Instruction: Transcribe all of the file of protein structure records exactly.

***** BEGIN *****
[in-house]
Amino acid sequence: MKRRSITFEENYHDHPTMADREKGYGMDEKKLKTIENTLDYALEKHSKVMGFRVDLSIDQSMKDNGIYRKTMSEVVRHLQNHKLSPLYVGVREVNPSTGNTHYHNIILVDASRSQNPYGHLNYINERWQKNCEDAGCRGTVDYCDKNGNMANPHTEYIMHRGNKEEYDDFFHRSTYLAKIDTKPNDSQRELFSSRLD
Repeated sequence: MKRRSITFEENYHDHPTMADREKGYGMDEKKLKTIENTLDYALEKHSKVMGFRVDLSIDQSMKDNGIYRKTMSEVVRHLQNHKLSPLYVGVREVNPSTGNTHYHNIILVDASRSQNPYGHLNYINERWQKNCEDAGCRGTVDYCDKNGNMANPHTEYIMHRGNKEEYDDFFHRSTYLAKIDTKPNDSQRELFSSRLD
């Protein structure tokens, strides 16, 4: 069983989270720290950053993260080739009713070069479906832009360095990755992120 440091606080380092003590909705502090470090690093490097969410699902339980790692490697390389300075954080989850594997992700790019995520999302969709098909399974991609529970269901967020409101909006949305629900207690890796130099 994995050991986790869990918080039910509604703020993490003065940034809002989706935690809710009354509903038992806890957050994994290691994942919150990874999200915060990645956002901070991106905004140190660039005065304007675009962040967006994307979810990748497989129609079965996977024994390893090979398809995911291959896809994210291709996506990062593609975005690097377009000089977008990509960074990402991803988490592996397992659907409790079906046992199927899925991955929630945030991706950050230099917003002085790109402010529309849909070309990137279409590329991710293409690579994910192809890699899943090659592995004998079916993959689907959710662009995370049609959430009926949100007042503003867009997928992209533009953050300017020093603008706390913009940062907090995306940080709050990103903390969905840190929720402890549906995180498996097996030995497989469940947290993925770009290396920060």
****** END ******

[in-house]
Amino acid sequence: MKRRSITFEENYHDHPTMADREKGYGMDEKKLKTIENTLDYALEKHSKVMGFRVDLSIDQSMKDNGIYRKTMSEVVRHLQNHKLSPLYVGVREVNPSTGNTHYHNIILVDASRSQNPYGHLNYINERWQKNCEDAGCRGTVDYCDKNGNMANPHTEYIMHRGNKEEYDDFFHRSTYLAKIDTKPNDSQRELFSSRLD
Repeated sequence: MKRRSITFEENYHDHPTMADREKGYGMDEKKLKTIENTLDYALEKHSKVMGFRVDLSIDQSMKDNGIYRKTMSEVVRHLQNHKLSPLYVGVREVNPSTGNTHYHNIILVDASRSQNPYGHLNYINERWQKNCEDAGCRGTVDYCDKNGNMANPHTEYIMHRGNKEEYDDFFHRSTYLAKIDTKPNDSQRELFSSRLD
């Protein structure tokens, strides 16, 4: 069983989270720290950053993260080739009713070069479906832009360095990755992120 440091606080380092003590909705502090470090690093490097969410699902339980790692490697390389300075954080989850594997992700790019995520999302969709098909399974991609529970269901967020409101909006949305629900207690890796130099 994995050991986790869990918080039910509604703020993490003065940034809002989706935690809710009354509903038992806890957050994994290691994942919150990874999200915060990645956002901070991106905004140190660039005065304007675009962040967006994307979810990748497989129609079965996977024994390893090979398809995911291959896809994210291709996506990062593609975005690097377009000089977008990509960074990402991803988490592996397992659907409790079906046992199927899925991955929630945030991706950050230099917003002085790109402010529309849909070309990137279409590329991710293409690579994910192809890699899943090659592995004998079916993959689907959710662009995370049609959430009926949100007042503003867009997928992209533009953050300017020093603008706390913009940062907090995306940080709050990103903390969905840190929720402890549906995180498996097996030995497989469940947290993925770009290396920060």